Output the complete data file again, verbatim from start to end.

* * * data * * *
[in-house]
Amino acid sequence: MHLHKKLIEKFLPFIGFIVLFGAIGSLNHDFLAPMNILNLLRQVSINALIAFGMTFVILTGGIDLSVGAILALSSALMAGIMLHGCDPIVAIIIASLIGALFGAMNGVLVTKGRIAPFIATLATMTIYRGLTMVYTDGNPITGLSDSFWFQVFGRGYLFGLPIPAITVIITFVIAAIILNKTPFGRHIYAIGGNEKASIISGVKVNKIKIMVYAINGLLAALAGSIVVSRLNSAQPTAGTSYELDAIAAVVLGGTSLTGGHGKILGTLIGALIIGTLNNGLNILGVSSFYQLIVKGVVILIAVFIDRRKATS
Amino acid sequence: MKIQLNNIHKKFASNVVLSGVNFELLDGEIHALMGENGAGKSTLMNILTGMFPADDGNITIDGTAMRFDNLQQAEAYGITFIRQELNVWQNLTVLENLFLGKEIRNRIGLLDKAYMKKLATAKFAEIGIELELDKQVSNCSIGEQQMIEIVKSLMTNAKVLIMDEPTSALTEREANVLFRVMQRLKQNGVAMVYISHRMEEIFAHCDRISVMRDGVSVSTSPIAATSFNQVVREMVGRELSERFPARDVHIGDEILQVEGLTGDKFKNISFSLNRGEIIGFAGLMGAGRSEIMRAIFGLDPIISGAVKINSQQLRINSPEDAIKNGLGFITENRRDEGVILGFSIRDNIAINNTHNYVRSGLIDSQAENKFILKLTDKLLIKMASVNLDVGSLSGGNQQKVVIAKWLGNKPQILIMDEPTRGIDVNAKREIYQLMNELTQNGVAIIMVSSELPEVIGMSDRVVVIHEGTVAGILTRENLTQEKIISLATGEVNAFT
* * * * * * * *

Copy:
[in-house]
Amino acid sequence: MHLHKKLIEKFLPFIGFIVLFGAIGSLNHDFLAPMNILNLLRQVSINALIAFGMTFVILTGGIDLSVGAILALSSALMAGIMLHGCDPIVAIIIASLIGALFGAMNGVLVTKGRIAPFIATLATMTIYRGLTMVYTDGNPITGLSDSFWFQVFGRGYLFGLPIPAITVIITFVIAAIILNKTPFGRHIYAIGGNEKASIISGVKVNKIKIMVYAINGLLAALAGSIVVSRLNSAQPTAGTSYELDAIAAVVLGGTSLTGGHGKILGTLIGALIIGTLNNGLNILGVSSFYQLIVKGVVILIAVFIDRRKATS
Amino acid sequence: MKIQLNNIHKKFASNVVLSGVNFELLDGEIHALMGENGAGKSTLMNILTGMFPADDGNITIDGTAMRFDNLQQAEAYGITFIRQELNVWQNLTVLENLFLGKEIRNRIGLLDKAYMKKLATAKFAEIGIELELDKQVSNCSIGEQQMIEIVKSLMTNAKVLIMDEPTSALTEREANVLFRVMQRLKQNGVAMVYISHRMEEIFAHCDRISVMRDGVSVSTSPIAATSFNQVVREMVGRELSERFPARDVHIGDEILQVEGLTGDKFKNISFSLNRGEIIGFAGLMGAGRSEIMRAIFGLDPIISGAVKINSQQLRINSPEDAIKNGLGFITENRRDEGVILGFSIRDNIAINNTHNYVRSGLIDSQAENKFILKLTDKLLIKMASVNLDVGSLSGGNQQKVVIAKWLGNKPQILIMDEPTRGIDVNAKREIYQLMNELTQNGVAIIMVSSELPEVIGMSDRVVVIHEGTVAGILTRENLTQEKIISLATGEVNAFT